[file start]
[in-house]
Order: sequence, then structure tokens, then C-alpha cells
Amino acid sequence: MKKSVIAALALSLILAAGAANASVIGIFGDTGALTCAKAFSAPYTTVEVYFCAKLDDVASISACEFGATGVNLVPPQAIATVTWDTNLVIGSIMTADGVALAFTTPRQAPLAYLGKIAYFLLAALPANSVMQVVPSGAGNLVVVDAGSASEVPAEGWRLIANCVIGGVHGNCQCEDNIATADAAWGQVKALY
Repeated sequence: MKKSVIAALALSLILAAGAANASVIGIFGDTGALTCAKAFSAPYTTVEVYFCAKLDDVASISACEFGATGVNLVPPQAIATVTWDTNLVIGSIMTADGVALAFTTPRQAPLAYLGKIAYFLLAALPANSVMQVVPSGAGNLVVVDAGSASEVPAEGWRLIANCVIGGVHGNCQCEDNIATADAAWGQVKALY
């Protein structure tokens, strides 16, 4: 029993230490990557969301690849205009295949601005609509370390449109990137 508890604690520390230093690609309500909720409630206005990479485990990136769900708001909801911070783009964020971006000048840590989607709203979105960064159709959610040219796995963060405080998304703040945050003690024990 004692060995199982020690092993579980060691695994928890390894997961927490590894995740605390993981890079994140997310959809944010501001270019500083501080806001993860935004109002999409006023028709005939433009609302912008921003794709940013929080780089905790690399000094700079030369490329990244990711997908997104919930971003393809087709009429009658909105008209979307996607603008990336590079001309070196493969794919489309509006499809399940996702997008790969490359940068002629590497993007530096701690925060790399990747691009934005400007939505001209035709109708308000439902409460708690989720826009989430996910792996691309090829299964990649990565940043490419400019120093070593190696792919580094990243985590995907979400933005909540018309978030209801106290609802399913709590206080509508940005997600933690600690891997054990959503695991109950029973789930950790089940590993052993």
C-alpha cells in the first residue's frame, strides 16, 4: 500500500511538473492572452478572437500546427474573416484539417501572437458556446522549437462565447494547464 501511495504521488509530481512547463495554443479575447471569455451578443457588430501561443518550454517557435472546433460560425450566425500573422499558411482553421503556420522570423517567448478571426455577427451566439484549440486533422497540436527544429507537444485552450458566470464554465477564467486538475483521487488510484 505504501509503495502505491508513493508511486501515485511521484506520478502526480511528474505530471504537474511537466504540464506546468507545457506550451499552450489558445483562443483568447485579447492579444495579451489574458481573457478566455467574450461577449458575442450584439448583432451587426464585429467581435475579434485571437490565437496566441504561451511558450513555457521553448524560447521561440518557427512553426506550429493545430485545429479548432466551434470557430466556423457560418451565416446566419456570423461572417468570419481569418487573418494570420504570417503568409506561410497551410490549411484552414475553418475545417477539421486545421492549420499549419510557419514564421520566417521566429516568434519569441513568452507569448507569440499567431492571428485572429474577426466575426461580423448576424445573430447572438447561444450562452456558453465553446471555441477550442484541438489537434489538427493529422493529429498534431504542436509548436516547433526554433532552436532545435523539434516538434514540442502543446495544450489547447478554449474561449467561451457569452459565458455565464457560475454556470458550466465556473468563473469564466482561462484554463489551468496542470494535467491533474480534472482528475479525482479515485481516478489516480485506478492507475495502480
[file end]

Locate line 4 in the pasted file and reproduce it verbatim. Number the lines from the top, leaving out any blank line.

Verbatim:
Repeated sequence: MKKSVIAALALSLILAAGAANASVIGIFGDTGALTCAKAFSAPYTTVEVYFCAKLDDVASISACEFGATGVNLVPPQAIATVTWDTNLVIGSIMTADGVALAFTTPRQAPLAYLGKIAYFLLAALPANSVMQVVPSGAGNLVVVDAGSASEVPAEGWRLIANCVIGGVHGNCQCEDNIATADAAWGQVKALY